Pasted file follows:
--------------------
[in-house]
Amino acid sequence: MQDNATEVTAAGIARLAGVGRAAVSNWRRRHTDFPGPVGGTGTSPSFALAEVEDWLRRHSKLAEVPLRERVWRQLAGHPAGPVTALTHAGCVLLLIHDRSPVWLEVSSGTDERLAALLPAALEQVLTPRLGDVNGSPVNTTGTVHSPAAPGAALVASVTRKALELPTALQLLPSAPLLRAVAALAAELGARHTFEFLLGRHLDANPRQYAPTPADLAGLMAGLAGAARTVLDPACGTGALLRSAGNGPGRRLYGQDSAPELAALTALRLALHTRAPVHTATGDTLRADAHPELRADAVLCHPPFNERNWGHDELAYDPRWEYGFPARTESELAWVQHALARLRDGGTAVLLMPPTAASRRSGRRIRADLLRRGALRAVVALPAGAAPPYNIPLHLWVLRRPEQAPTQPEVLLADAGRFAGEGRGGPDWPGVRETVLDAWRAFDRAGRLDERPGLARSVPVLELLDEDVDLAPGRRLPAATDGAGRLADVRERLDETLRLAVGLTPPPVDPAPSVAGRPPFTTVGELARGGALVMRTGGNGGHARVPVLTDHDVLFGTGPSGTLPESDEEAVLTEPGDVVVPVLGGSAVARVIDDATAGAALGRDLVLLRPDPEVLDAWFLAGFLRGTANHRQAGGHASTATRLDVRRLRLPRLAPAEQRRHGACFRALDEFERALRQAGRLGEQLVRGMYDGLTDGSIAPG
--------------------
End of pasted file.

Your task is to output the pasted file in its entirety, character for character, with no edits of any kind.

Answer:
[in-house]
Amino acid sequence: MQDNATEVTAAGIARLAGVGRAAVSNWRRRHTDFPGPVGGTGTSPSFALAEVEDWLRRHSKLAEVPLRERVWRQLAGHPAGPVTALTHAGCVLLLIHDRSPVWLEVSSGTDERLAALLPAALEQVLTPRLGDVNGSPVNTTGTVHSPAAPGAALVASVTRKALELPTALQLLPSAPLLRAVAALAAELGARHTFEFLLGRHLDANPRQYAPTPADLAGLMAGLAGAARTVLDPACGTGALLRSAGNGPGRRLYGQDSAPELAALTALRLALHTRAPVHTATGDTLRADAHPELRADAVLCHPPFNERNWGHDELAYDPRWEYGFPARTESELAWVQHALARLRDGGTAVLLMPPTAASRRSGRRIRADLLRRGALRAVVALPAGAAPPYNIPLHLWVLRRPEQAPTQPEVLLADAGRFAGEGRGGPDWPGVRETVLDAWRAFDRAGRLDERPGLARSVPVLELLDEDVDLAPGRRLPAATDGAGRLADVRERLDETLRLAVGLTPPPVDPAPSVAGRPPFTTVGELARGGALVMRTGGNGGHARVPVLTDHDVLFGTGPSGTLPESDEEAVLTEPGDVVVPVLGGSAVARVIDDATAGAALGRDLVLLRPDPEVLDAWFLAGFLRGTANHRQAGGHASTATRLDVRRLRLPRLAPAEQRRHGACFRALDEFERALRQAGRLGEQLVRGMYDGLTDGSIAPG